Dr. Mohit Bhandari, Artist Spotlight




Dr. Mohit Bhandari is a Distinguished University Professor – an honor held by less than 2% of Faculty at McMaster University, Canada. He is also the Chair of Surgery, and Research Chair in Surgical Innovation. Dr. Bhandari is a recipient of the Order of Ontario and more recently inducted into the Order of Canada. He has authored over 1,000 scientific papers and is among the top 10 most cited orthopedic fracture surgeons in the world.

Today we welcome Dr. Bhandari as he joins us in a discussion on the importance of the role of the Arts in scientific endeavors and the development of a creativity mindset as the cornerstone of invention and reinvention.


Welcome to Moonflower Art, Mohit!


When did you start painting?


I loved drawing as a child but really started to explore painting in Grade 8.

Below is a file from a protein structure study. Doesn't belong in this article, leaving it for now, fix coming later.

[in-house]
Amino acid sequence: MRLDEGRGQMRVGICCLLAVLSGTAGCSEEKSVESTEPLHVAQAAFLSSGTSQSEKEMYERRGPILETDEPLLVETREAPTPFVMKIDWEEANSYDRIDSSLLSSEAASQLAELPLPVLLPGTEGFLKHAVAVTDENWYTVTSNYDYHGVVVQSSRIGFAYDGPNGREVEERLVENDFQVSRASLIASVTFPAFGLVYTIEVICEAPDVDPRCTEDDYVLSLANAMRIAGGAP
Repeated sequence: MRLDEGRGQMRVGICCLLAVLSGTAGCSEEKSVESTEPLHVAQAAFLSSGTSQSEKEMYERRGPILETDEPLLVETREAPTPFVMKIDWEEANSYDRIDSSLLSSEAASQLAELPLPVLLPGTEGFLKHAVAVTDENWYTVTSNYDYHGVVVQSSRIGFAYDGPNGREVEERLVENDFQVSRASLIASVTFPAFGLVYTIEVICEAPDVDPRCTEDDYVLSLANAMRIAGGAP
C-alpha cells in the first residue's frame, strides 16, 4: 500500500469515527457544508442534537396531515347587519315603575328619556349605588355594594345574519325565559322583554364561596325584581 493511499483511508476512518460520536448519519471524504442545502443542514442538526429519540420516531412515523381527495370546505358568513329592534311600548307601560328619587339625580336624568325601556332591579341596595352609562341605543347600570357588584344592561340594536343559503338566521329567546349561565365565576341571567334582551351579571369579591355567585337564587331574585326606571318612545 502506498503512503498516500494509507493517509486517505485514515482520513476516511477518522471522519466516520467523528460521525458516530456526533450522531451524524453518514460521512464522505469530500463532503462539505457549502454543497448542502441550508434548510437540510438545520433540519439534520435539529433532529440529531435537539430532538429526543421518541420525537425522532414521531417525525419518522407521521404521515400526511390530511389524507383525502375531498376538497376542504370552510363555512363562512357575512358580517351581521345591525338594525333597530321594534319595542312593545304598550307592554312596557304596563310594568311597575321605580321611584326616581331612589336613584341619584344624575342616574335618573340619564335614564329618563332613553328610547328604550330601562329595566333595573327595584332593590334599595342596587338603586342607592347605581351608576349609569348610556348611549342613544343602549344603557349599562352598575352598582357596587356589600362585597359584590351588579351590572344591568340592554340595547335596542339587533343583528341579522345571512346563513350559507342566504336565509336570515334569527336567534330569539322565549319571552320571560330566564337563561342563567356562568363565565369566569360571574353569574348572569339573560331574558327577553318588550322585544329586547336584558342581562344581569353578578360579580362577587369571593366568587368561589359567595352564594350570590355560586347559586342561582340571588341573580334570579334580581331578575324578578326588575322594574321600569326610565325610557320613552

We all have a teacher who inspired us to try something new. Mr. Crawford was my Grade 8 art teacher and introduced me (on the school lunch breaks) to oils. We spent many afternoons painting and I’ll never forget his kindness and attention.


While I’ve formally never taken any art lessons, I have experimented a great deal with different forms and landed on watercolour as a medium of choice. I love the complexity of watercolour and the immediacy and unpredictability of the process.



image copyright, Mohit Bhandari
I’ve had some of my best ideas come from seemingly short 60-minute painting sessions. Ideas that have led to important answers to complex problems I’m facing in my work.

People inspire your art. When did this subject become the dominant focus of your artwork?


I largely gave up my love of childhood painting and drawing to pursue a career in medicine.